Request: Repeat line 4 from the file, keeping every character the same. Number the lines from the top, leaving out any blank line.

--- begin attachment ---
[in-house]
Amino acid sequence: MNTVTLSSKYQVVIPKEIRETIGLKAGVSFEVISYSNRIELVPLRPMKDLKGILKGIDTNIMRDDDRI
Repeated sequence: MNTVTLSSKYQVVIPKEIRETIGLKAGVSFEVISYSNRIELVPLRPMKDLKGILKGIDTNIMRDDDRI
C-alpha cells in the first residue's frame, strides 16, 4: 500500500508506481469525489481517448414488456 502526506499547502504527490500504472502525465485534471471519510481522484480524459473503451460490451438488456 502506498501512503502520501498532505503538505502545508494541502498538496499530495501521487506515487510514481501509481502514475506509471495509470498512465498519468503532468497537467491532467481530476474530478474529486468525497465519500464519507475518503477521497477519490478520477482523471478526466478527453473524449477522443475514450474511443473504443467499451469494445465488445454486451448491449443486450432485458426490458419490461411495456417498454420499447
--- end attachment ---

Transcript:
C-alpha cells in the first residue's frame, strides 16, 4: 500500500508506481469525489481517448414488456 502526506499547502504527490500504472502525465485534471471519510481522484480524459473503451460490451438488456 502506498501512503502520501498532505503538505502545508494541502498538496499530495501521487506515487510514481501509481502514475506509471495509470498512465498519468503532468497537467491532467481530476474530478474529486468525497465519500464519507475518503477521497477519490478520477482523471478526466478527453473524449477522443475514450474511443473504443467499451469494445465488445454486451448491449443486450432485458426490458419490461411495456417498454420499447